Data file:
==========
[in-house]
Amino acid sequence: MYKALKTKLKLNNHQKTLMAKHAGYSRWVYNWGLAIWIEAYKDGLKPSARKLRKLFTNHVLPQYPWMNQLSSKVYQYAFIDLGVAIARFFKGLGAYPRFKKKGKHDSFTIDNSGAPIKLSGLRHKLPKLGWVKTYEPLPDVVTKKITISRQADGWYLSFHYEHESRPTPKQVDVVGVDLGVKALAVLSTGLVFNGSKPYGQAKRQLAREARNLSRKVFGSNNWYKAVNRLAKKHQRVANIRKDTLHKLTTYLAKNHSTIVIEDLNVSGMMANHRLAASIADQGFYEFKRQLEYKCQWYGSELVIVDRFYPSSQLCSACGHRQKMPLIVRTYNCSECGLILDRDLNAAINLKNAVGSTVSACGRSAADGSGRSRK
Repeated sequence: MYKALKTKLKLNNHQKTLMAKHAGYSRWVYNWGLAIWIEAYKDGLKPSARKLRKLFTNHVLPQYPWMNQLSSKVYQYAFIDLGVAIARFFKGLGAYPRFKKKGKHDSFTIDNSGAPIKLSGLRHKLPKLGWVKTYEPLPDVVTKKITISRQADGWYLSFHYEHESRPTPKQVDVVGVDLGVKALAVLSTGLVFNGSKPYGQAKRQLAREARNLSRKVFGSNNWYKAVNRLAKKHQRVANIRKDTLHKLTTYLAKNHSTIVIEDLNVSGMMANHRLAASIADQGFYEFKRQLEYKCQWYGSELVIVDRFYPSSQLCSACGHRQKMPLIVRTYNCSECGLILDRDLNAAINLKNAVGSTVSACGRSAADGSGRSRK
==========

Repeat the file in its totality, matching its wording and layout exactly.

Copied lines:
[in-house]
Amino acid sequence: MYKALKTKLKLNNHQKTLMAKHAGYSRWVYNWGLAIWIEAYKDGLKPSARKLRKLFTNHVLPQYPWMNQLSSKVYQYAFIDLGVAIARFFKGLGAYPRFKKKGKHDSFTIDNSGAPIKLSGLRHKLPKLGWVKTYEPLPDVVTKKITISRQADGWYLSFHYEHESRPTPKQVDVVGVDLGVKALAVLSTGLVFNGSKPYGQAKRQLAREARNLSRKVFGSNNWYKAVNRLAKKHQRVANIRKDTLHKLTTYLAKNHSTIVIEDLNVSGMMANHRLAASIADQGFYEFKRQLEYKCQWYGSELVIVDRFYPSSQLCSACGHRQKMPLIVRTYNCSECGLILDRDLNAAINLKNAVGSTVSACGRSAADGSGRSRK
Repeated sequence: MYKALKTKLKLNNHQKTLMAKHAGYSRWVYNWGLAIWIEAYKDGLKPSARKLRKLFTNHVLPQYPWMNQLSSKVYQYAFIDLGVAIARFFKGLGAYPRFKKKGKHDSFTIDNSGAPIKLSGLRHKLPKLGWVKTYEPLPDVVTKKITISRQADGWYLSFHYEHESRPTPKQVDVVGVDLGVKALAVLSTGLVFNGSKPYGQAKRQLAREARNLSRKVFGSNNWYKAVNRLAKKHQRVANIRKDTLHKLTTYLAKNHSTIVIEDLNVSGMMANHRLAASIADQGFYEFKRQLEYKCQWYGSELVIVDRFYPSSQLCSACGHRQKMPLIVRTYNCSECGLILDRDLNAAINLKNAVGSTVSACGRSAADGSGRSRK